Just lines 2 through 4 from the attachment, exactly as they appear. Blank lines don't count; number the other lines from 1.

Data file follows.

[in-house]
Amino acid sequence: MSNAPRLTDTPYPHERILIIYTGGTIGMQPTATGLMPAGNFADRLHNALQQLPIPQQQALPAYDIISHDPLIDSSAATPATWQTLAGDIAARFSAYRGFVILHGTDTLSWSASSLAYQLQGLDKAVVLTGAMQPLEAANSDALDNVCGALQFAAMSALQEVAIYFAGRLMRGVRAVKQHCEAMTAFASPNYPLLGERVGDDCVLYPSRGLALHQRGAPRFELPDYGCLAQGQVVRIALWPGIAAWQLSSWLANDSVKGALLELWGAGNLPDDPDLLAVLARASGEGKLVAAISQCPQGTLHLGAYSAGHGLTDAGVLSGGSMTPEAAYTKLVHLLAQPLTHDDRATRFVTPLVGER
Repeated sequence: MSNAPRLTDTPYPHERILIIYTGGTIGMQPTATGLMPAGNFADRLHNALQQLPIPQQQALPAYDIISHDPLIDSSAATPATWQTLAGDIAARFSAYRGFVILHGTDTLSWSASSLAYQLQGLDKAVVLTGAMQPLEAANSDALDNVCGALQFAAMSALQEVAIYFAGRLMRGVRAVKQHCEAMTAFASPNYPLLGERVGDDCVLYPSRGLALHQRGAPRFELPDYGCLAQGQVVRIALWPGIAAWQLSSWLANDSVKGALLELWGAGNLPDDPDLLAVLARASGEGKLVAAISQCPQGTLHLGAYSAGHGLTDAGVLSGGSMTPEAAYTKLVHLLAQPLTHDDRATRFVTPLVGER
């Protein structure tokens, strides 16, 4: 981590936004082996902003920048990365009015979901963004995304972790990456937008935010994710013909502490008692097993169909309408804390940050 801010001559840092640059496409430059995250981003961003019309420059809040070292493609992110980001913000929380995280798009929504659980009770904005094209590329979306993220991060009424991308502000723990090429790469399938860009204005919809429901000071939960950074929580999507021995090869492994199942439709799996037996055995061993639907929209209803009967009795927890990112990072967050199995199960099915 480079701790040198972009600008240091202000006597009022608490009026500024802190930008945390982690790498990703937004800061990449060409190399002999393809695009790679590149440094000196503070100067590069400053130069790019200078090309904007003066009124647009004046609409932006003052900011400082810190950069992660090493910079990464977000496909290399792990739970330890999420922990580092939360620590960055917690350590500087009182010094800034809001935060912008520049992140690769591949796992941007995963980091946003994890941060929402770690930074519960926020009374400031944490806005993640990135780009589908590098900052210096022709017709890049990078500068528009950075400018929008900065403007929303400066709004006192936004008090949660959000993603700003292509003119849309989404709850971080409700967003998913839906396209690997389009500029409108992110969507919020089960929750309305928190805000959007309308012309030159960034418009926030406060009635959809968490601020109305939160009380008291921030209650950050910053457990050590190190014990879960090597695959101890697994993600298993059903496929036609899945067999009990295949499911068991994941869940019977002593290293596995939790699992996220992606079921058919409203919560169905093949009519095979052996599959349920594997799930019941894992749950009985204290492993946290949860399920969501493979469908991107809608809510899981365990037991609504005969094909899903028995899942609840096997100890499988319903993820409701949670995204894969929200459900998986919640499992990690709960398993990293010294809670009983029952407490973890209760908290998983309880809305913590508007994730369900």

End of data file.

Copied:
Amino acid sequence: MSNAPRLTDTPYPHERILIIYTGGTIGMQPTATGLMPAGNFADRLHNALQQLPIPQQQALPAYDIISHDPLIDSSAATPATWQTLAGDIAARFSAYRGFVILHGTDTLSWSASSLAYQLQGLDKAVVLTGAMQPLEAANSDALDNVCGALQFAAMSALQEVAIYFAGRLMRGVRAVKQHCEAMTAFASPNYPLLGERVGDDCVLYPSRGLALHQRGAPRFELPDYGCLAQGQVVRIALWPGIAAWQLSSWLANDSVKGALLELWGAGNLPDDPDLLAVLARASGEGKLVAAISQCPQGTLHLGAYSAGHGLTDAGVLSGGSMTPEAAYTKLVHLLAQPLTHDDRATRFVTPLVGER
Repeated sequence: MSNAPRLTDTPYPHERILIIYTGGTIGMQPTATGLMPAGNFADRLHNALQQLPIPQQQALPAYDIISHDPLIDSSAATPATWQTLAGDIAARFSAYRGFVILHGTDTLSWSASSLAYQLQGLDKAVVLTGAMQPLEAANSDALDNVCGALQFAAMSALQEVAIYFAGRLMRGVRAVKQHCEAMTAFASPNYPLLGERVGDDCVLYPSRGLALHQRGAPRFELPDYGCLAQGQVVRIALWPGIAAWQLSSWLANDSVKGALLELWGAGNLPDDPDLLAVLARASGEGKLVAAISQCPQGTLHLGAYSAGHGLTDAGVLSGGSMTPEAAYTKLVHLLAQPLTHDDRATRFVTPLVGER
């Protein structure tokens, strides 16, 4: 981590936004082996902003920048990365009015979901963004995304972790990456937008935010994710013909502490008692097993169909309408804390940050 801010001559840092640059496409430059995250981003961003019309420059809040070292493609992110980001913000929380995280798009929504659980009770904005094209590329979306993220991060009424991308502000723990090429790469399938860009204005919809429901000071939960950074929580999507021995090869492994199942439709799996037996055995061993639907929209209803009967009795927890990112990072967050199995199960099915 480079701790040198972009600008240091202000006597009022608490009026500024802190930008945390982690790498990703937004800061990449060409190399002999393809695009790679590149440094000196503070100067590069400053130069790019200078090309904007003066009124647009004046609409932006003052900011400082810190950069992660090493910079990464977000496909290399792990739970330890999420922990580092939360620590960055917690350590500087009182010094800034809001935060912008520049992140690769591949796992941007995963980091946003994890941060929402770690930074519960926020009374400031944490806005993640990135780009589908590098900052210096022709017709890049990078500068528009950075400018929008900065403007929303400066709004006192936004008090949660959000993603700003292509003119849309989404709850971080409700967003998913839906396209690997389009500029409108992110969507919020089960929750309305928190805000959007309308012309030159960034418009926030406060009635959809968490601020109305939160009380008291921030209650950050910053457990050590190190014990879960090597695959101890697994993600298993059903496929036609899945067999009990295949499911068991994941869940019977002593290293596995939790699992996220992606079921058919409203919560169905093949009519095979052996599959349920594997799930019941894992749950009985204290492993946290949860399920969501493979469908991107809608809510899981365990037991609504005969094909899903028995899942609840096997100890499988319903993820409701949670995204894969929200459900998986919640499992990690709960398993990293010294809670009983029952407490973890209760908290998983309880809305913590508007994730369900």